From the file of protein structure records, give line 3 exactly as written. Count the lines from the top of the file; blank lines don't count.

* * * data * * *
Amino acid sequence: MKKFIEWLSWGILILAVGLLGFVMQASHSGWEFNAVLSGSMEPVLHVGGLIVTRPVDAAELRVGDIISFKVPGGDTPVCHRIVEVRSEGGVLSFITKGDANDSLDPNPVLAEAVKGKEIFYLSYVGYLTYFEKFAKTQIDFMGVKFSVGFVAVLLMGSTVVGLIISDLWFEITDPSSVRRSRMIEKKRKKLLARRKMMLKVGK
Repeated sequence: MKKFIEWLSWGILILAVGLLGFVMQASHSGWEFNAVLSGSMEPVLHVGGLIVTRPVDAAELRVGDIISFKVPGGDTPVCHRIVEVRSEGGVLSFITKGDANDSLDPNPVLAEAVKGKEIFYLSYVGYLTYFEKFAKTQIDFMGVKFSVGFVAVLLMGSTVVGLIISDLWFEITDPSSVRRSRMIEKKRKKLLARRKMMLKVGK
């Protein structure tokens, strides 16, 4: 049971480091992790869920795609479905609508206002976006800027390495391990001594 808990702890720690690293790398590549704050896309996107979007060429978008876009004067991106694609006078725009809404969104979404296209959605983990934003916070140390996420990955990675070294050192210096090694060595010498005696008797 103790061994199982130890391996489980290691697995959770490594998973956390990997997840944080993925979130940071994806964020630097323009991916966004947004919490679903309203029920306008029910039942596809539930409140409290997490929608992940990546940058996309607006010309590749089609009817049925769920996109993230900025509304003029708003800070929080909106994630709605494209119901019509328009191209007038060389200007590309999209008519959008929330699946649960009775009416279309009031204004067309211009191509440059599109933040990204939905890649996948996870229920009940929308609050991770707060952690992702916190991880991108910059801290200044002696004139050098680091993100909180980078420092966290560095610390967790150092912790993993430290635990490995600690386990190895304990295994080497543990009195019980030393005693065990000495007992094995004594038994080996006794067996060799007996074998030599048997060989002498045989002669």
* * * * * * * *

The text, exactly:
């Protein structure tokens, strides 16, 4: 049971480091992790869920795609479905609508206002976006800027390495391990001594 808990702890720690690293790398590549704050896309996107979007060429978008876009004067991106694609006078725009809404969104979404296209959605983990934003916070140390996420990955990675070294050192210096090694060595010498005696008797 103790061994199982130890391996489980290691697995959770490594998973956390990997997840944080993925979130940071994806964020630097323009991916966004947004919490679903309203029920306008029910039942596809539930409140409290997490929608992940990546940058996309607006010309590749089609009817049925769920996109993230900025509304003029708003800070929080909106994630709605494209119901019509328009191209007038060389200007590309999209008519959008929330699946649960009775009416279309009031204004067309211009191509440059599109933040990204939905890649996948996870229920009940929308609050991770707060952690992702916190991880991108910059801290200044002696004139050098680091993100909180980078420092966290560095610390967790150092912790993993430290635990490995600690386990190895304990295994080497543990009195019980030393005693065990000495007992094995004594038994080996006794067996060799007996074998030599048997060989002498045989002669």